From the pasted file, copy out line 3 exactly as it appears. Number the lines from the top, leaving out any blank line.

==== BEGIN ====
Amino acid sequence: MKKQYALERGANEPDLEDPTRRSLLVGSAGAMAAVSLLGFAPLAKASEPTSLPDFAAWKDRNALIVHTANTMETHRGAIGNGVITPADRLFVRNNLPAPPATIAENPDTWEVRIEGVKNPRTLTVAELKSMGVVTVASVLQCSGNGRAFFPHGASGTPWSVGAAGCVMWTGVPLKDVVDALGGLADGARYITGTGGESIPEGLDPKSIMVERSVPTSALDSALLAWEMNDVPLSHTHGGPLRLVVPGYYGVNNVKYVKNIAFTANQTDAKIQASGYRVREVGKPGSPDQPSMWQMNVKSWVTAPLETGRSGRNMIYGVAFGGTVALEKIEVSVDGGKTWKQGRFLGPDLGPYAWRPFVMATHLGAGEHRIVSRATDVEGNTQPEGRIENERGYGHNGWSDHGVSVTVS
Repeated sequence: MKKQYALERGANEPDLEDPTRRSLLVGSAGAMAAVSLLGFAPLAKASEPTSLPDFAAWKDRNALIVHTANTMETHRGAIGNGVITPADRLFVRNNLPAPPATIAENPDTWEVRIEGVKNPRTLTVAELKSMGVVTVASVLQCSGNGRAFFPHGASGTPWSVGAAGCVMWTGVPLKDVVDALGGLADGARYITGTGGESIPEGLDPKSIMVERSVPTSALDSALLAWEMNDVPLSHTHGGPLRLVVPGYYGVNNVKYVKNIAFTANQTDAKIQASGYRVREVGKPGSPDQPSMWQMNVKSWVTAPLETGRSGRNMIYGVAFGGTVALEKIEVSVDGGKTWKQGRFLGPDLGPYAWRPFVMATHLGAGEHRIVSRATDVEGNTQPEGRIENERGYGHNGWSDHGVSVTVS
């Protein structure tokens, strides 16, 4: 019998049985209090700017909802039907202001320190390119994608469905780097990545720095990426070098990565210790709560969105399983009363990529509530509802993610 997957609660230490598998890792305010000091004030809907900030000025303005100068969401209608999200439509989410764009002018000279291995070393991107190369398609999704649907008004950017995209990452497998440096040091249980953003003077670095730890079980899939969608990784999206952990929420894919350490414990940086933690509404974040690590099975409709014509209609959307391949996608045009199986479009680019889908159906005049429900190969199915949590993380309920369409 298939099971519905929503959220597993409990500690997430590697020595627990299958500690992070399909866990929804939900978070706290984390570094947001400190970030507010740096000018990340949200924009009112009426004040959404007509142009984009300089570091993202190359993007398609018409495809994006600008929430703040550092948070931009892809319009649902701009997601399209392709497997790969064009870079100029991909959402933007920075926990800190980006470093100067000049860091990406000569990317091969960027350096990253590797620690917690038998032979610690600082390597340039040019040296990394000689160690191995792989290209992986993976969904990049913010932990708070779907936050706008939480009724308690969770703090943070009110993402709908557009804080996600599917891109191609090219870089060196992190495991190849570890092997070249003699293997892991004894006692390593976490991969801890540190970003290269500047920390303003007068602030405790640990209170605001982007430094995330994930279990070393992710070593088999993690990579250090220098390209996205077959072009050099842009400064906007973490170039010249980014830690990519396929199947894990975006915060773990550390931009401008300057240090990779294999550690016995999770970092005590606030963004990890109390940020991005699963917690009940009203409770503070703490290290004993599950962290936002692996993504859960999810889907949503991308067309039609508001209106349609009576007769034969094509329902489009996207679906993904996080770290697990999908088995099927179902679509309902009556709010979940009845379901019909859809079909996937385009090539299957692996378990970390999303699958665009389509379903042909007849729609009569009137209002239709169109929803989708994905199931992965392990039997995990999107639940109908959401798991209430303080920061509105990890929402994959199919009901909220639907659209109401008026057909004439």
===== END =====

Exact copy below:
């Protein structure tokens, strides 16, 4: 019998049985209090700017909802039907202001320190390119994608469905780097990545720095990426070098990565210790709560969105399983009363990529509530509802993610 997957609660230490598998890792305010000091004030809907900030000025303005100068969401209608999200439509989410764009002018000279291995070393991107190369398609999704649907008004950017995209990452497998440096040091249980953003003077670095730890079980899939969608990784999206952990929420894919350490414990940086933690509404974040690590099975409709014509209609959307391949996608045009199986479009680019889908159906005049429900190969199915949590993380309920369409 298939099971519905929503959220597993409990500690997430590697020595627990299958500690992070399909866990929804939900978070706290984390570094947001400190970030507010740096000018990340949200924009009112009426004040959404007509142009984009300089570091993202190359993007398609018409495809994006600008929430703040550092948070931009892809319009649902701009997601399209392709497997790969064009870079100029991909959402933007920075926990800190980006470093100067000049860091990406000569990317091969960027350096990253590797620690917690038998032979610690600082390597340039040019040296990394000689160690191995792989290209992986993976969904990049913010932990708070779907936050706008939480009724308690969770703090943070009110993402709908557009804080996600599917891109191609090219870089060196992190495991190849570890092997070249003699293997892991004894006692390593976490991969801890540190970003290269500047920390303003007068602030405790640990209170605001982007430094995330994930279990070393992710070593088999993690990579250090220098390209996205077959072009050099842009400064906007973490170039010249980014830690990519396929199947894990975006915060773990550390931009401008300057240090990779294999550690016995999770970092005590606030963004990890109390940020991005699963917690009940009203409770503070703490290290004993599950962290936002692996993504859960999810889907949503991308067309039609508001209106349609009576007769034969094509329902489009996207679906993904996080770290697990999908088995099927179902679509309902009556709010979940009845379901019909859809079909996937385009090539299957692996378990970390999303699958665009389509379903042909007849729609009569009137209002239709169109929803989708994905199931992965392990039997995990999107639940109908959401798991209430303080920061509105990890929402994959199919009901909220639907659209109401008026057909004439």